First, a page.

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By Drayton Hammond, PharmD, MBA, BCPS, BCCCP
Clinical Pharmacy Specialist, Adult Critical Care, Rush University Medical Center, Chicago
Dr. Hammond reports no financial relationships relevant to this field of study.
SYNOPSIS: When the early use of a continuous infusion of cisatracurium was compared to contemporary supportive care for moderate-to-severe ARDS, including a light sedation target, high positive-end expiratory pressure, and conservative fluid strategy, there was no difference in 90-day mortality. Patients in the early neuromuscular blockade group more frequently experienced a severe cardiovascular event and ICU-acquired weakness by day 28.
SOURCE: National Heart, Lung, and Blood Institute PETAL Clinical Trials Network, Moss M, Huang DT, et al. Early neuromuscular blockade in the acute respiratory distress syndrome. N Engl J Med 2019;380:1997-2008.
Acute respiratory distress syndrome (ARDS) has a spectrum of severity, with the severe form being least common but associated with the greatest mortality.1,2 Prior to publication of the Re-evaluation of Systemic Early Neuromuscular Blockade (ROSE) trial,3 the ARDS et Curarisation Systematique (ACURASYS) trial was the largest multicenter study to investigate the safety and efficacy of neuromuscular blockade in moderate-to-severe ARDS.4 Authors of the ACURASYS trial found that early administration of neuromuscular blockade improved adjusted 90-day survival and increased ventilator-free days without increasing muscle weakness.4 Over the past decade, however, the supportive care provided to patients with ARDS has become exceedingly advanced.2 Researchers performed the ROSE trial to evaluate the effects of early neuromuscular blockade in the setting of contemporary supportive management strategies for severe ARDS.3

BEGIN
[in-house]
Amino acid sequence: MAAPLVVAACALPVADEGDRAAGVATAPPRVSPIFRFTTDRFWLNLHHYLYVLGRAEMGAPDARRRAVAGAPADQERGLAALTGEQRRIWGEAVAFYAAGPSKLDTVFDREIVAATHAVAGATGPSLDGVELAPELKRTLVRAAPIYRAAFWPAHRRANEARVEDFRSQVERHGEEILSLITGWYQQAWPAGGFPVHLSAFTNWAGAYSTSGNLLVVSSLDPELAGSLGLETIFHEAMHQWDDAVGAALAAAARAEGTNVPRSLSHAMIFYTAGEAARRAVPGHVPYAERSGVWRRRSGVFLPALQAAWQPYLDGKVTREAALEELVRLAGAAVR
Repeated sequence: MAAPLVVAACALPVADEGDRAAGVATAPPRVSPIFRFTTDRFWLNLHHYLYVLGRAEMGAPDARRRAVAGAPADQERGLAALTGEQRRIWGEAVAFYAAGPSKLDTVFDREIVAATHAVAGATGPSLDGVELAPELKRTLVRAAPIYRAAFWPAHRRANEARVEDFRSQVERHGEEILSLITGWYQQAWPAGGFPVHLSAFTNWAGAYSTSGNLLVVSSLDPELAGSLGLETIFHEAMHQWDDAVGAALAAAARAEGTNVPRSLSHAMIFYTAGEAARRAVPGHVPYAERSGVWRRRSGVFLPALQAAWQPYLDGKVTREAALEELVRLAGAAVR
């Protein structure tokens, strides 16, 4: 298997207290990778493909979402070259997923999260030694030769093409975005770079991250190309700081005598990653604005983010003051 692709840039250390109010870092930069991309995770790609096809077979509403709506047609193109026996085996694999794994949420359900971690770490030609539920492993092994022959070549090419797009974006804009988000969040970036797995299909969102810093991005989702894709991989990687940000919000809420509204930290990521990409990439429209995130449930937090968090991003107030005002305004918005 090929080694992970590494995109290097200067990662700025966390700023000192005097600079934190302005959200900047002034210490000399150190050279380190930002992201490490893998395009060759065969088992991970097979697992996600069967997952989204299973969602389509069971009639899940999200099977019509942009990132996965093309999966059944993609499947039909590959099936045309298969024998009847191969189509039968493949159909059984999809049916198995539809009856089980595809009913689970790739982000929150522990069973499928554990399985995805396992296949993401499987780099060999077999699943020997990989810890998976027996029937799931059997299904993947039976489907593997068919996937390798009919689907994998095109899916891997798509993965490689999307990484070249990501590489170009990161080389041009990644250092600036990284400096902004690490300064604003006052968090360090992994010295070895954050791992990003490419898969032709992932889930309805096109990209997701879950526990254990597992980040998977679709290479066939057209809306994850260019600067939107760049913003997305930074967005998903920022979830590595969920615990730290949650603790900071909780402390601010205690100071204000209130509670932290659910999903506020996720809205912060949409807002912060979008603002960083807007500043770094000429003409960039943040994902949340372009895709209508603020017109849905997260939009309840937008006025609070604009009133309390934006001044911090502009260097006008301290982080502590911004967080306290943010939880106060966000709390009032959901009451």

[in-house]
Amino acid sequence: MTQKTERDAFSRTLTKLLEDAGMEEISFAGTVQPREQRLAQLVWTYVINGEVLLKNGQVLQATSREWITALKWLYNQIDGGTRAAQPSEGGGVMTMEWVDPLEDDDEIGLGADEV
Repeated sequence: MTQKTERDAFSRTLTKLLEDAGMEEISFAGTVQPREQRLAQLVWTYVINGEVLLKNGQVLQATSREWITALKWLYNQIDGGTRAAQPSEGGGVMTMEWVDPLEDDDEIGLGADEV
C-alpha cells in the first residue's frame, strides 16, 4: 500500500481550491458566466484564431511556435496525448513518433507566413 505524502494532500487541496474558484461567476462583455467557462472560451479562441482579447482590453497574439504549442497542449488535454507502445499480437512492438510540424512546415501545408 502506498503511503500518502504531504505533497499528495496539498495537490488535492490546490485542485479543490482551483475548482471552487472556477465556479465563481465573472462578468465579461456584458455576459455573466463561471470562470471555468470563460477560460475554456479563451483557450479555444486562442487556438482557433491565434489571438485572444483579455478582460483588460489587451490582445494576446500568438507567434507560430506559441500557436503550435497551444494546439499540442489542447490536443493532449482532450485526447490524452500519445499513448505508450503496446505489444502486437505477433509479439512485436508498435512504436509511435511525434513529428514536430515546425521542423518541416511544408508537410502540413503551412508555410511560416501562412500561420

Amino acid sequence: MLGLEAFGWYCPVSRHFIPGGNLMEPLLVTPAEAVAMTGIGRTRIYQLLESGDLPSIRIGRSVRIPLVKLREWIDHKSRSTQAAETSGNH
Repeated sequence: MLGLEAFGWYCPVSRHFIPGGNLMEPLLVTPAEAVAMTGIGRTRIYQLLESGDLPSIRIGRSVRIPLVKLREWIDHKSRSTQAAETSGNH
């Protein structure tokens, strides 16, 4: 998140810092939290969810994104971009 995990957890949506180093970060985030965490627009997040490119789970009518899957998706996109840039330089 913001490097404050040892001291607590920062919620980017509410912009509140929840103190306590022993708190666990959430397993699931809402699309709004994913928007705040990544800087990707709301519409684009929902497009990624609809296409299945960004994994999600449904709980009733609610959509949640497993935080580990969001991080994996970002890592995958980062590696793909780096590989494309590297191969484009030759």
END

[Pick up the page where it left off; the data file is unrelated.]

Investigators conducted a randomized, open-label trial in 49 medical centers in the United States.3 Mechanically ventilated patients with a PaO2:FiO2 < 150 and positive end expiratory pressure (PEEP) ≥ 8 cm H2O who met other criteria for moderate-to-severe ARDS were randomized within a median of 7.6 hours to a 48-hour infusion of cisatracurium 37.5 mg/hour with concomitant deep target sedation or usual care without routine neuromuscular blockade and light target sedation. A high PEEP strategy was employed unless patient clinical status dictated otherwise. Prone positioning and open-label cisatracurium 20 mg bolus injections were allowed per physician discretion in both groups.